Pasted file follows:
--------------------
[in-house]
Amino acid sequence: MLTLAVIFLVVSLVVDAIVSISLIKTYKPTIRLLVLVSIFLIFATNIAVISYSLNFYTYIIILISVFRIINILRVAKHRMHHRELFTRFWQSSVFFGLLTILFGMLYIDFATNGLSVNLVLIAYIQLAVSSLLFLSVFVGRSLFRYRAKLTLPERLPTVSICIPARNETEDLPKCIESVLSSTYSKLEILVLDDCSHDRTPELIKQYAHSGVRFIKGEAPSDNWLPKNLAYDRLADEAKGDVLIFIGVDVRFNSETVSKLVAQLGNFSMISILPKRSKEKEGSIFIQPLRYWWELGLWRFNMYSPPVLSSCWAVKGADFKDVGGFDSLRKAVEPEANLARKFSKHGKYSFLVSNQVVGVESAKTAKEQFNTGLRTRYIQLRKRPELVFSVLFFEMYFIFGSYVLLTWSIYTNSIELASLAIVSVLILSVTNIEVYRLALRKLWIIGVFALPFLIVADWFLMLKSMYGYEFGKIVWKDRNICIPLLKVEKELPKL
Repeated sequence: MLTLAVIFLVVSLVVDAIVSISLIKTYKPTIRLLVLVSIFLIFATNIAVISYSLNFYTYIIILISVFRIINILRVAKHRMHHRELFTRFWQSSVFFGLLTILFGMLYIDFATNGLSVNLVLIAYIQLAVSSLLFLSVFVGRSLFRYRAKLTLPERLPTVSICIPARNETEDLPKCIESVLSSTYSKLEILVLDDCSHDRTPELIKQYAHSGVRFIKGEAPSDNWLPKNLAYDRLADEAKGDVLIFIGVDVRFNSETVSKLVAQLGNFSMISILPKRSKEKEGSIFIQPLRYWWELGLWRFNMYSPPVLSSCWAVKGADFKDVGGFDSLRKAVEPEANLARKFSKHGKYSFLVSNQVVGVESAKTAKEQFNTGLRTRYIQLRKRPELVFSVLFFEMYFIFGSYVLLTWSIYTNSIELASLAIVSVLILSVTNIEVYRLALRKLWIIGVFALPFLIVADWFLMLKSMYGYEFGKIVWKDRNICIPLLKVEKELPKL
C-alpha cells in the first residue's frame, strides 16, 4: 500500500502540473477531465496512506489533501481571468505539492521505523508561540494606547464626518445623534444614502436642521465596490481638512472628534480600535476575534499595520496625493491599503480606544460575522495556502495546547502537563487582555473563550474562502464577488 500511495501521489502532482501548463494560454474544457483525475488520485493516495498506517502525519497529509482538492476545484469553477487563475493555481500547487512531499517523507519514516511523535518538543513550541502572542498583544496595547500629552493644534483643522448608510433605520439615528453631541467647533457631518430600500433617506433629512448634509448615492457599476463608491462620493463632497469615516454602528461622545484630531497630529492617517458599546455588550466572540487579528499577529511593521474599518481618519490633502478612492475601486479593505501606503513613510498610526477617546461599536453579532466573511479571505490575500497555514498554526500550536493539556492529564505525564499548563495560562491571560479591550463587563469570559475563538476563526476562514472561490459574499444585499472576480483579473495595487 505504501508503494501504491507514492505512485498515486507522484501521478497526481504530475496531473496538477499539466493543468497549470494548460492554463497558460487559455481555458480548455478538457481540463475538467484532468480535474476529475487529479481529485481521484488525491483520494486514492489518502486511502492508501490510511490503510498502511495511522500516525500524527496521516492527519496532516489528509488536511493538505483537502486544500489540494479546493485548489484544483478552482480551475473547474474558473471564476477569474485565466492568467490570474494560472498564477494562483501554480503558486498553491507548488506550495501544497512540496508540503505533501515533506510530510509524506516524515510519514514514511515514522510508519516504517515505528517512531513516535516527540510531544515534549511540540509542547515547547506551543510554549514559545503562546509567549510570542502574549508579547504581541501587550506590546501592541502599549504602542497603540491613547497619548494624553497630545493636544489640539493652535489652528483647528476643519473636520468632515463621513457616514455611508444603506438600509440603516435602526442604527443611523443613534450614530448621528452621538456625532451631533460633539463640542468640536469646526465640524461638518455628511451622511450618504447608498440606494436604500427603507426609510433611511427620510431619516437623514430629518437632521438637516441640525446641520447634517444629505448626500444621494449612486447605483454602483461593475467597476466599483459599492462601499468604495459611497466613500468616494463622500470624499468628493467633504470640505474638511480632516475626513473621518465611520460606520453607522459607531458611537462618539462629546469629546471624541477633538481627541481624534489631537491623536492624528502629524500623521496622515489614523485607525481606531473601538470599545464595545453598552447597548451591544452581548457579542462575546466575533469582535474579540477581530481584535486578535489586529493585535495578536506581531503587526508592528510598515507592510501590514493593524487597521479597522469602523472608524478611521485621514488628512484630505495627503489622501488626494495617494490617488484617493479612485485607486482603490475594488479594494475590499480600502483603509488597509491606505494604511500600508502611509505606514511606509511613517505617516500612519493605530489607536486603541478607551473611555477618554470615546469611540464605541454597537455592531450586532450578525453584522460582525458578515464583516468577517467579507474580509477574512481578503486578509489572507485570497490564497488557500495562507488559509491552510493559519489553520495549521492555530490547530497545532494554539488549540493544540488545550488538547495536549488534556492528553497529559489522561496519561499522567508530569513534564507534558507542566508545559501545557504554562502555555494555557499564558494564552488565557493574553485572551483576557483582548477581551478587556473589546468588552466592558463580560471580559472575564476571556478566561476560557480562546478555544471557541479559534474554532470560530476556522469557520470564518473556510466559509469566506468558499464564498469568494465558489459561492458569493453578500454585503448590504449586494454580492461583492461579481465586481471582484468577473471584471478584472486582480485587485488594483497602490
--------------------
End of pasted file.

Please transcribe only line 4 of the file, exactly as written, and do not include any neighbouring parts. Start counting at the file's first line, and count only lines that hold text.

C-alpha cells in the first residue's frame, strides 16, 4: 500500500502540473477531465496512506489533501481571468505539492521505523508561540494606547464626518445623534444614502436642521465596490481638512472628534480600535476575534499595520496625493491599503480606544460575522495556502495546547502537563487582555473563550474562502464577488 500511495501521489502532482501548463494560454474544457483525475488520485493516495498506517502525519497529509482538492476545484469553477487563475493555481500547487512531499517523507519514516511523535518538543513550541502572542498583544496595547500629552493644534483643522448608510433605520439615528453631541467647533457631518430600500433617506433629512448634509448615492457599476463608491462620493463632497469615516454602528461622545484630531497630529492617517458599546455588550466572540487579528499577529511593521474599518481618519490633502478612492475601486479593505501606503513613510498610526477617546461599536453579532466573511479571505490575500497555514498554526500550536493539556492529564505525564499548563495560562491571560479591550463587563469570559475563538476563526476562514472561490459574499444585499472576480483579473495595487 505504501508503494501504491507514492505512485498515486507522484501521478497526481504530475496531473496538477499539466493543468497549470494548460492554463497558460487559455481555458480548455478538457481540463475538467484532468480535474476529475487529479481529485481521484488525491483520494486514492489518502486511502492508501490510511490503510498502511495511522500516525500524527496521516492527519496532516489528509488536511493538505483537502486544500489540494479546493485548489484544483478552482480551475473547474474558473471564476477569474485565466492568467490570474494560472498564477494562483501554480503558486498553491507548488506550495501544497512540496508540503505533501515533506510530510509524506516524515510519514514514511515514522510508519516504517515505528517512531513516535516527540510531544515534549511540540509542547515547547506551543510554549514559545503562546509567549510570542502574549508579547504581541501587550506590546501592541502599549504602542497603540491613547497619548494624553497630545493636544489640539493652535489652528483647528476643519473636520468632515463621513457616514455611508444603506438600509440603516435602526442604527443611523443613534450614530448621528452621538456625532451631533460633539463640542468640536469646526465640524461638518455628511451622511450618504447608498440606494436604500427603507426609510433611511427620510431619516437623514430629518437632521438637516441640525446641520447634517444629505448626500444621494449612486447605483454602483461593475467597476466599483459599492462601499468604495459611497466613500468616494463622500470624499468628493467633504470640505474638511480632516475626513473621518465611520460606520453607522459607531458611537462618539462629546469629546471624541477633538481627541481624534489631537491623536492624528502629524500623521496622515489614523485607525481606531473601538470599545464595545453598552447597548451591544452581548457579542462575546466575533469582535474579540477581530481584535486578535489586529493585535495578536506581531503587526508592528510598515507592510501590514493593524487597521479597522469602523472608524478611521485621514488628512484630505495627503489622501488626494495617494490617488484617493479612485485607486482603490475594488479594494475590499480600502483603509488597509491606505494604511500600508502611509505606514511606509511613517505617516500612519493605530489607536486603541478607551473611555477618554470615546469611540464605541454597537455592531450586532450578525453584522460582525458578515464583516468577517467579507474580509477574512481578503486578509489572507485570497490564497488557500495562507488559509491552510493559519489553520495549521492555530490547530497545532494554539488549540493544540488545550488538547495536549488534556492528553497529559489522561496519561499522567508530569513534564507534558507542566508545559501545557504554562502555555494555557499564558494564552488565557493574553485572551483576557483582548477581551478587556473589546468588552466592558463580560471580559472575564476571556478566561476560557480562546478555544471557541479559534474554532470560530476556522469557520470564518473556510466559509469566506468558499464564498469568494465558489459561492458569493453578500454585503448590504449586494454580492461583492461579481465586481471582484468577473471584471478584472486582480485587485488594483497602490